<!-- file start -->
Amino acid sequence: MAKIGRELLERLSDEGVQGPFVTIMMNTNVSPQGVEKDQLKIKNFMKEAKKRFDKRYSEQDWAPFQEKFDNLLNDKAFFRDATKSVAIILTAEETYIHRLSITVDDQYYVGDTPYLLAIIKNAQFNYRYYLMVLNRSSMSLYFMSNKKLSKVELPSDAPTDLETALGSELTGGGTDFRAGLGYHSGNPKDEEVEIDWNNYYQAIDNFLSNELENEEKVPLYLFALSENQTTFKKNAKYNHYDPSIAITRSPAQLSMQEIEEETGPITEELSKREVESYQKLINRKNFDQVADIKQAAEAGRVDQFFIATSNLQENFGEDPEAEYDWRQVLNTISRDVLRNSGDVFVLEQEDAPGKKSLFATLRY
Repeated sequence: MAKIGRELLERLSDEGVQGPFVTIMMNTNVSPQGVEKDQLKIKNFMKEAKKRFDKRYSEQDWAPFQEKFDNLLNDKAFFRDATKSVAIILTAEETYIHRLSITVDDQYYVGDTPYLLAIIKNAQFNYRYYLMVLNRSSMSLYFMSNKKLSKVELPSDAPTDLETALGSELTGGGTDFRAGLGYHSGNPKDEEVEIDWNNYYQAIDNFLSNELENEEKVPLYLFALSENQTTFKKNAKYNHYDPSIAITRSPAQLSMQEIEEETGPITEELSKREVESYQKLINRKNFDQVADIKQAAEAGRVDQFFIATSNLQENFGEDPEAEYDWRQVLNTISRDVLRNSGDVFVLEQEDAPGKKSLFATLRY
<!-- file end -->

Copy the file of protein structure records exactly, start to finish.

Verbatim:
Amino acid sequence: MAKIGRELLERLSDEGVQGPFVTIMMNTNVSPQGVEKDQLKIKNFMKEAKKRFDKRYSEQDWAPFQEKFDNLLNDKAFFRDATKSVAIILTAEETYIHRLSITVDDQYYVGDTPYLLAIIKNAQFNYRYYLMVLNRSSMSLYFMSNKKLSKVELPSDAPTDLETALGSELTGGGTDFRAGLGYHSGNPKDEEVEIDWNNYYQAIDNFLSNELENEEKVPLYLFALSENQTTFKKNAKYNHYDPSIAITRSPAQLSMQEIEEETGPITEELSKREVESYQKLINRKNFDQVADIKQAAEAGRVDQFFIATSNLQENFGEDPEAEYDWRQVLNTISRDVLRNSGDVFVLEQEDAPGKKSLFATLRY
Repeated sequence: MAKIGRELLERLSDEGVQGPFVTIMMNTNVSPQGVEKDQLKIKNFMKEAKKRFDKRYSEQDWAPFQEKFDNLLNDKAFFRDATKSVAIILTAEETYIHRLSITVDDQYYVGDTPYLLAIIKNAQFNYRYYLMVLNRSSMSLYFMSNKKLSKVELPSDAPTDLETALGSELTGGGTDFRAGLGYHSGNPKDEEVEIDWNNYYQAIDNFLSNELENEEKVPLYLFALSENQTTFKKNAKYNHYDPSIAITRSPAQLSMQEIEEETGPITEELSKREVESYQKLINRKNFDQVADIKQAAEAGRVDQFFIATSNLQENFGEDPEAEYDWRQVLNTISRDVLRNSGDVFVLEQEDAPGKKSLFATLRY